Say what you want about the prequel trilogy, but it is hard to deny that the films came with more than a few iconic ships to give the Millenium Falcon some merchandising competition. Koen Zwanenburg was inspired to make a larger version of this ship having acquired a 4×4 Artoo head from a 2017 polybag. The entire ship was built to scale for this larger printed dome. Koen did a masterful job with the sleek lines and the delicate tail section. The engines are made from hollow tipper drums, which allow the thin wings to hold the weight without bending.
And check out this beautiful head-on view, which really shows off the delicate wings with the large engines that present one of the major challenges with building this ship, which Koen handled like a Jedi.
Right out of 1940’s Disney animation comes this LEGO rendition of José Carioca by Koen Zwanenburg. This dapper parrot looks wonderful in brick form and is full of great part uses! The hands use minifigure legs as fingers, elbows, and shoulders. Green cloud plates make up part of the fluffy feathers on his legs. My personal favorites include the stack of shell parts as the lower part of his beak and the white snake part used as wafting smoke! His trusty top hat and umbrella are faithfully recreated here as well!
Koen Zwanenburg has built this incredible recreation of the iconic Russian cathedral. The dark orange with hints of teal are the most prominent colours in the structure, however, it is the spires that really draw in the eye. Each has its own unique colour scheme and design from jagged blocky shapes to smooth flowing textures. Koen has found inventive ways to represent the swirling patterns of the spires as green minifigure arms are even used in one of the peaks.
Round the back of the display, horned tendrils portray more of the complex designs of the spires. After looking at the building for some time, the structure shares some similarities with gingerbread houses, mainly thanks to the white trim and vibrant colours used in this creation.
Look at that little star! They’re so adorable when they’re that age, aren’t they? Esteemed LEGO builder Koen Zwanburg tells us that this little star enjoys playing with planets. Don’t we all? Gosh they start off as a cute little gas cloud then before you know it they’re expanding into a Red Giant consuming the planets around it into a fiery hellish doom, then they implode in on themselves into a cold White Dwarf or whatever. But that’s like…a long time from now. We’ll have plenty of time to admire its cuteness before we are all vaporized into oblivion. In the meantime, check out why we’re so intrigued by this builder’s stuff.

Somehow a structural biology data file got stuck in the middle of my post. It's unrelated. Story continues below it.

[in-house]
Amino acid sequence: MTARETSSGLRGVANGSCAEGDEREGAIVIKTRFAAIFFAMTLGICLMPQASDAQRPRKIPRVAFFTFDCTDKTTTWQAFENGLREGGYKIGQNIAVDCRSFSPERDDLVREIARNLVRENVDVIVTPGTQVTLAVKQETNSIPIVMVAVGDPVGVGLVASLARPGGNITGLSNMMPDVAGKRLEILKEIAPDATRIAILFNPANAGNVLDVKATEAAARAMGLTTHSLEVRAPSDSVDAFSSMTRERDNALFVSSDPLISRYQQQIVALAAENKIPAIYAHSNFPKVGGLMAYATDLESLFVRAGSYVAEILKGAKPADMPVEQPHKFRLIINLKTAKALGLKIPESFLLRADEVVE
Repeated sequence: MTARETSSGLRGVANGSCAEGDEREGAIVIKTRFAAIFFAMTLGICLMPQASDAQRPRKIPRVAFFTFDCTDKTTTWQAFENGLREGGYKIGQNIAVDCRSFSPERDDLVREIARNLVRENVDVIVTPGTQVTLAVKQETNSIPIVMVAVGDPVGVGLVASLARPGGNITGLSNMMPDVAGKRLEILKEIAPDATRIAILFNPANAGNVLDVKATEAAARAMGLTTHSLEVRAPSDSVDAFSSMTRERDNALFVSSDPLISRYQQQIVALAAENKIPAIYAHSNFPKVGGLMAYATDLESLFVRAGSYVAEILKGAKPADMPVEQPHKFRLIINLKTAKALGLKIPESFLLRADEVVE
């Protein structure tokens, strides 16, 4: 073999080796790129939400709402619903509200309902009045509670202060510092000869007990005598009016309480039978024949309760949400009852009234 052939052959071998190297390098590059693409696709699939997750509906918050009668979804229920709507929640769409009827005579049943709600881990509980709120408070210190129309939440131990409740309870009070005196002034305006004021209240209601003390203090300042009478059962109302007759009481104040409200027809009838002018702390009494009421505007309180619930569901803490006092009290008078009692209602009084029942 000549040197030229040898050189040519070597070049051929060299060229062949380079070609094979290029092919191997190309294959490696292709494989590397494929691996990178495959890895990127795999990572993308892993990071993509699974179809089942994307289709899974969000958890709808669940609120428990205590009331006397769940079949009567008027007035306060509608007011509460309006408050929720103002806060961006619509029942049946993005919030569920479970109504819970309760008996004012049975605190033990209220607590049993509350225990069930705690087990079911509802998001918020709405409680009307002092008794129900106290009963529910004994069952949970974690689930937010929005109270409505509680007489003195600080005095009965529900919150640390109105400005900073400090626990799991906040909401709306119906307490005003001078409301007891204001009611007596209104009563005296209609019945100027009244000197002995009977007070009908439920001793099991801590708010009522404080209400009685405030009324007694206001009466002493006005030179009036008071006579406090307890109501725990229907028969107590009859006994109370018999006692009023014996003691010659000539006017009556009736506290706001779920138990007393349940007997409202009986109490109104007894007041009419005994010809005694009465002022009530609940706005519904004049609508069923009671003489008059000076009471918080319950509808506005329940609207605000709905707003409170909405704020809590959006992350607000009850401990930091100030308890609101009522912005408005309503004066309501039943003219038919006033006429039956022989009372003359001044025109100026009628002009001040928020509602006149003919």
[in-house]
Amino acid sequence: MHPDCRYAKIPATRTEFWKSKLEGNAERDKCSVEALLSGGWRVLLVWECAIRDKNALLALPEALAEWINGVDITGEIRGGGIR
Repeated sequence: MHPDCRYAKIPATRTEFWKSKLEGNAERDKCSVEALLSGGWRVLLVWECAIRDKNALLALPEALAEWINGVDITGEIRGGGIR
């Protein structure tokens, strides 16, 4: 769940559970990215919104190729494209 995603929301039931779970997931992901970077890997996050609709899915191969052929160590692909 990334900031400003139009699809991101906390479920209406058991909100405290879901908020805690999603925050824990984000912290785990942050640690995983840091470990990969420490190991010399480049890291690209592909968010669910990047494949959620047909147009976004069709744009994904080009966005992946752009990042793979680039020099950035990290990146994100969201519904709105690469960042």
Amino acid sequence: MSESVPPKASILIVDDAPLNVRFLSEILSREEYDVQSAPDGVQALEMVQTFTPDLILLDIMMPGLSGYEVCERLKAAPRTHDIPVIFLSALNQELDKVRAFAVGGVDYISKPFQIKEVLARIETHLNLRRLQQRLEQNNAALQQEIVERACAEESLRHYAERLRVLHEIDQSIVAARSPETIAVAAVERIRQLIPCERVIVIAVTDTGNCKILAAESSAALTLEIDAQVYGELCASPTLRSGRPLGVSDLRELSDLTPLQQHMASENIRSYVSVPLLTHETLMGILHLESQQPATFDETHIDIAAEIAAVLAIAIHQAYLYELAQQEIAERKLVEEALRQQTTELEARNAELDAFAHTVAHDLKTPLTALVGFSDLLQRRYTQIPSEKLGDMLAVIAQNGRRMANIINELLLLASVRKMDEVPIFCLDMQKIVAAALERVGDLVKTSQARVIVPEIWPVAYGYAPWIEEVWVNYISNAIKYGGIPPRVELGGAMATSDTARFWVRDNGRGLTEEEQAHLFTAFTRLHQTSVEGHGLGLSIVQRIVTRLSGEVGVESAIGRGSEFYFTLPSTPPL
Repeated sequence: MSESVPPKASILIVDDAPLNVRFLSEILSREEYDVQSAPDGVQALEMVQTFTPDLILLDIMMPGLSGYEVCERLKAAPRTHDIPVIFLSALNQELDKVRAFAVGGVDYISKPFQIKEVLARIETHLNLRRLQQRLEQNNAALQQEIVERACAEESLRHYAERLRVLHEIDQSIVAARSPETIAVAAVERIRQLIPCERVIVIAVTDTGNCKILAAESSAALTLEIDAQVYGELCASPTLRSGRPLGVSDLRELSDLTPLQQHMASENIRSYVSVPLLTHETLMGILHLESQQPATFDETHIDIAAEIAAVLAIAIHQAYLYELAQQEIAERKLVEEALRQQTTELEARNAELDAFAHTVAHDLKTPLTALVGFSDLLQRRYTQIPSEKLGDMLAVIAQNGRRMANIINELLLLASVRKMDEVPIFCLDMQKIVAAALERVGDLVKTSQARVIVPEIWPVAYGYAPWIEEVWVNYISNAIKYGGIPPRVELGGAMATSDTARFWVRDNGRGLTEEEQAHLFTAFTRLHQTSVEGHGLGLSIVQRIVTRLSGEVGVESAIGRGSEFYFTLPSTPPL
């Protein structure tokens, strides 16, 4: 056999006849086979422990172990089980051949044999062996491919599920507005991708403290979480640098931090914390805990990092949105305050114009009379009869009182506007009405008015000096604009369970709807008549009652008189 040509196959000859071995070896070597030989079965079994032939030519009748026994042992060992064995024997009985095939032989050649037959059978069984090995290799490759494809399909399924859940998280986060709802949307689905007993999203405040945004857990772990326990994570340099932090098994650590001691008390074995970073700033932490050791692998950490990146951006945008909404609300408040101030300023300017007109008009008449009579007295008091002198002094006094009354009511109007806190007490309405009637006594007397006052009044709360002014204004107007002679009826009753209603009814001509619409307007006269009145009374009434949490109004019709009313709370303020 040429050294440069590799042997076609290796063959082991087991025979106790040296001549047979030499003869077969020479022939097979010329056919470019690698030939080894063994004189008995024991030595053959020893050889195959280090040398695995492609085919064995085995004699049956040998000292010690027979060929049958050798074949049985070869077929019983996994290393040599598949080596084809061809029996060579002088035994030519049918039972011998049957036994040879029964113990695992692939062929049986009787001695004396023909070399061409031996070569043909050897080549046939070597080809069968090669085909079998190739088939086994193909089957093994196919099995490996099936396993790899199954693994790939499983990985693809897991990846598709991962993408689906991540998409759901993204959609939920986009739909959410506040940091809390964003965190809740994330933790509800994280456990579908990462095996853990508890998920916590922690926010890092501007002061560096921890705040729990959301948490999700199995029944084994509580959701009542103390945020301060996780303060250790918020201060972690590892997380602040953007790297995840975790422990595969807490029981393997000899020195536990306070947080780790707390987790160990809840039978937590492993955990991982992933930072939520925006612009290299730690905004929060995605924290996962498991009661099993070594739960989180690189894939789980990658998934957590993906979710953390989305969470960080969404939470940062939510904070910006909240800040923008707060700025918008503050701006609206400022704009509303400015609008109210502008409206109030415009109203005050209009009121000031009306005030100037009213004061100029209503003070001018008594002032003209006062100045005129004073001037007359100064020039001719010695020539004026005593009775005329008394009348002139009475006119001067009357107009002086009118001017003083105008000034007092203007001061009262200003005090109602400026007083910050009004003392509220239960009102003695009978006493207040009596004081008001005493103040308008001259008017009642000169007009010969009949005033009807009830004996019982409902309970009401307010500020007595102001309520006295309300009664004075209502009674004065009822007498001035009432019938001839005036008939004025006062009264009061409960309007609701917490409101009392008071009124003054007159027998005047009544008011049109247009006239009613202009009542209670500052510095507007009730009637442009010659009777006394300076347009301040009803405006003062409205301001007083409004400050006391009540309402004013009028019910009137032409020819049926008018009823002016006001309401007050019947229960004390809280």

This was built for a great cause called Build to Give. Click the little blue link to see what its all about and maybe build your own star to help out.
Although Koen Zwanengburg may not be as prolific as some builders, he makes up for it in sheer quality and talent, winning TBB’s LEGO Creation of the Year award for 2020 with his 16,000 LEGO brick mask of King Tut, for example. Koen follows up that Egyptian-themed LEGO creation with a depiction of the woman most modern scholars believe was Tutankhamen’s mother, Queen Nefertiti, the wife of the “heretic king” Akhenaten.
Koen has recreated the famous bust of Nefertiti sculpted by Thutmose, discovered in the artist’s ancient workshop in Amarna by German archaeologists in 1912 (and controversially still housed in the Egyptian Museum of Berlin rather than in its home country of Egypt).
See more details of this amazing LEGO sculpture of Nefertiti
When you think of Star Wars, I bet your mind goes first to the Millennium Falcon and X-Wings. But that franchise has brought us just as many beloved weird creatures as it has spaceships. I mean, who doesn’t love a tauntaun? Or a rancor? And my house is full of plush porgs. But one Star Wars creature that doesn’t seem to get enough love is the varactyl, a reptavian creature from the planet Utapau. Koen Zwanenburg is attempting to make up for that with this excellent rendition of Boga, the varactyl mount that helped Obi-Wan chase down General Grievous in Episode III.
Koen began the build inspired by the NINJAGO Jungle Dragon set, and kept modifying until the results looked enough like Obi-Wan’s helpful steed. Personally, I’d never have guessed this model started as anything other than an attempt at a varactyl. The stance is a perfect match for the movie character, and the use of blue and green plant plates does a fantastic job of replicating Boga’s feathered back. In fact, the only varactyl detail that this build lacks is the lizard’s trademark cry. And, really, it’s better for it.